Scales of Variability in the Equatorial Pacific Inferred form Tropical Atmosphere-Ocean Buoy Array

William S. Kessler Pacific Marine Environmental Laboratory/N0AA, Seattle, Washington

Search for other papers by William S. Kessler in
Current site
Google Scholar
PubMed
Close
,
M. C. Spillane JISAO, University of Washington, Seattle, Washington

Search for other papers by M. C. Spillane in
Current site
Google Scholar
PubMed
Close
,
Michael J. McPhaden Pacific Marine Environmental Laboratory/N0AA, Seattle, Washington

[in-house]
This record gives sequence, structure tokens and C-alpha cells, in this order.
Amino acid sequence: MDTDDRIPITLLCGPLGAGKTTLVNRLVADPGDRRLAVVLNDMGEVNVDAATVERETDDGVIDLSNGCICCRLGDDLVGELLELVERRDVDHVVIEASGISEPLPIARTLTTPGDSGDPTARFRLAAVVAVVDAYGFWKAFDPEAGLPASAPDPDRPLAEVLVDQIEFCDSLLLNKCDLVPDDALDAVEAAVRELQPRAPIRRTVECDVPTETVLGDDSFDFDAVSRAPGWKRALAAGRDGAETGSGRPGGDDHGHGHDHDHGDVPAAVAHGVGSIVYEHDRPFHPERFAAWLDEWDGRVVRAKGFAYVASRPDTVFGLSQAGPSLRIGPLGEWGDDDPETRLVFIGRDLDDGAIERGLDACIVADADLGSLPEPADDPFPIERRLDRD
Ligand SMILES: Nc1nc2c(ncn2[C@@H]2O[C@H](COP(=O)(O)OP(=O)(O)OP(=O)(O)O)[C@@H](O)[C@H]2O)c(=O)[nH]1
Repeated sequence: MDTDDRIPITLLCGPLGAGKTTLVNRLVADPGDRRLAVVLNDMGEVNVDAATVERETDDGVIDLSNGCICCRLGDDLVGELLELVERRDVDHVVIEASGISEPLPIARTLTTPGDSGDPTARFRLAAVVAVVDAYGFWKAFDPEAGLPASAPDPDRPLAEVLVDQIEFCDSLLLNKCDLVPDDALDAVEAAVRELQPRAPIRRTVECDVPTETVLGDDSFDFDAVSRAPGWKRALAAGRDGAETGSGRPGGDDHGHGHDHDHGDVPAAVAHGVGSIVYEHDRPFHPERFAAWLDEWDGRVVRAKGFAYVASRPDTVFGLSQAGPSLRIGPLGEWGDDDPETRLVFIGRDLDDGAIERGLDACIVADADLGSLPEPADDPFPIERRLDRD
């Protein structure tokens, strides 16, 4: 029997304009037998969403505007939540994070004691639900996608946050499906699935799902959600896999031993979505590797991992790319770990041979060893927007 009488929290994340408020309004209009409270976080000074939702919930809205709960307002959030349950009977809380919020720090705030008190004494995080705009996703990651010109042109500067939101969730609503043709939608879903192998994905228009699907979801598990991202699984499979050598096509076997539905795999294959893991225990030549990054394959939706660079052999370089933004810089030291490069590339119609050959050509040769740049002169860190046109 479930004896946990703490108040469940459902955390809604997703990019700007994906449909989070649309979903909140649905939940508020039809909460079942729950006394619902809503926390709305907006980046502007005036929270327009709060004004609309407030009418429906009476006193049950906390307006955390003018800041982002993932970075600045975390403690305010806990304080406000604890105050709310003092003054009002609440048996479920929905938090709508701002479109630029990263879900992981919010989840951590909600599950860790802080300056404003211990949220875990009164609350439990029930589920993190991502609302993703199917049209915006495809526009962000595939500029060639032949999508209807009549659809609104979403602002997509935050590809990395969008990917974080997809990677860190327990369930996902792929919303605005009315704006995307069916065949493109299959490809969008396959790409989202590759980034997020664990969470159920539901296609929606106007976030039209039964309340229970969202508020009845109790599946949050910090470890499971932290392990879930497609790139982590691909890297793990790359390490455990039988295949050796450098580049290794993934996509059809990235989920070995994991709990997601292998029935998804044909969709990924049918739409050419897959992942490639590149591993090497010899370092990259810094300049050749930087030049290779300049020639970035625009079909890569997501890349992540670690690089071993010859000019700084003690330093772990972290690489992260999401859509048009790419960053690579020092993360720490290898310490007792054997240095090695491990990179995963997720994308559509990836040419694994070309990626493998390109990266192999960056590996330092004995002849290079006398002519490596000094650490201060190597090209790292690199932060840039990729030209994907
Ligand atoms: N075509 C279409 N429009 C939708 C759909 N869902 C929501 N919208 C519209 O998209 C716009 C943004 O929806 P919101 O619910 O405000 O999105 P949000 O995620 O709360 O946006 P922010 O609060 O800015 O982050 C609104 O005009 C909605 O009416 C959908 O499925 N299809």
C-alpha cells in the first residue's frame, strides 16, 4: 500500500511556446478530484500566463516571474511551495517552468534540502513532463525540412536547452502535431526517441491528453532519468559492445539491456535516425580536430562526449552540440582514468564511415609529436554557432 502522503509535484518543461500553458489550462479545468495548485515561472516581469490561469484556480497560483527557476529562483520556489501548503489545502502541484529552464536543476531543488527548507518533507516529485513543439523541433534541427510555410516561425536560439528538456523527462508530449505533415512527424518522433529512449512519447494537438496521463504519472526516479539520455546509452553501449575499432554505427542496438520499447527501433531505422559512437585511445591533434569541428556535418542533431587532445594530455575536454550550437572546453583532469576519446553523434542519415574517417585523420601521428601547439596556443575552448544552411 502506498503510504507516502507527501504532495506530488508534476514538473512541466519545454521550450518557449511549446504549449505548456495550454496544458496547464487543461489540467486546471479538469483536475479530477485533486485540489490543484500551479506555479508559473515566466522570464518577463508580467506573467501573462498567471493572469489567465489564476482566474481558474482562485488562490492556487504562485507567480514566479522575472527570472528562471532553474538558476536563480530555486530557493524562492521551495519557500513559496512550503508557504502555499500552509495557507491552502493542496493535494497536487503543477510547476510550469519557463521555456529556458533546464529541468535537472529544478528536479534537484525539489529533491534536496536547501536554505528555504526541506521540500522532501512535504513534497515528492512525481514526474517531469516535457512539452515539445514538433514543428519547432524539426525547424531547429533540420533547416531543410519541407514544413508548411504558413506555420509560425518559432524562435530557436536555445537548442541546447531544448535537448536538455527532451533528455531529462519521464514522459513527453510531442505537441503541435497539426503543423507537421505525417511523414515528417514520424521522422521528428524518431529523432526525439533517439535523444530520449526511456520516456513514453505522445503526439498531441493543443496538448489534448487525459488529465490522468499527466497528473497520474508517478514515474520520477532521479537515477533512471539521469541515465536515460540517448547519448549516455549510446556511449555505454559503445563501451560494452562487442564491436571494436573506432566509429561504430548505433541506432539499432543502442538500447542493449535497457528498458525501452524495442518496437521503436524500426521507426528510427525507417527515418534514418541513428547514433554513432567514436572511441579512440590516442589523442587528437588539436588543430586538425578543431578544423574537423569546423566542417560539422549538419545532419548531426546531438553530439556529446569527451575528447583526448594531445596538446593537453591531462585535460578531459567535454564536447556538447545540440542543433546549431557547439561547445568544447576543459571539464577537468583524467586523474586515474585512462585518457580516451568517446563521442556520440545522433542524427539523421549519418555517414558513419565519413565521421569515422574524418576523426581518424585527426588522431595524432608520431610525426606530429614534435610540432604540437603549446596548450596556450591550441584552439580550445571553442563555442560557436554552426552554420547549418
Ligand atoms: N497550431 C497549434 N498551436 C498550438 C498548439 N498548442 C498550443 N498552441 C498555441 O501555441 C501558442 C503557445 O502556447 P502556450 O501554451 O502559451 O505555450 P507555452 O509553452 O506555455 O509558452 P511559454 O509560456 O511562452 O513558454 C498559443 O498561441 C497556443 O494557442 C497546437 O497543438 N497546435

Search for other papers by Michael J. McPhaden in
Current site
Google Scholar
PubMed
Close
, and
D. E. Harrison Pacific Marine Environmental Laboratory/N0AA, Seattle, Washington

Search for other papers by D. E. Harrison in
Current site
Google Scholar
PubMed
Close
Restricted access

Abstract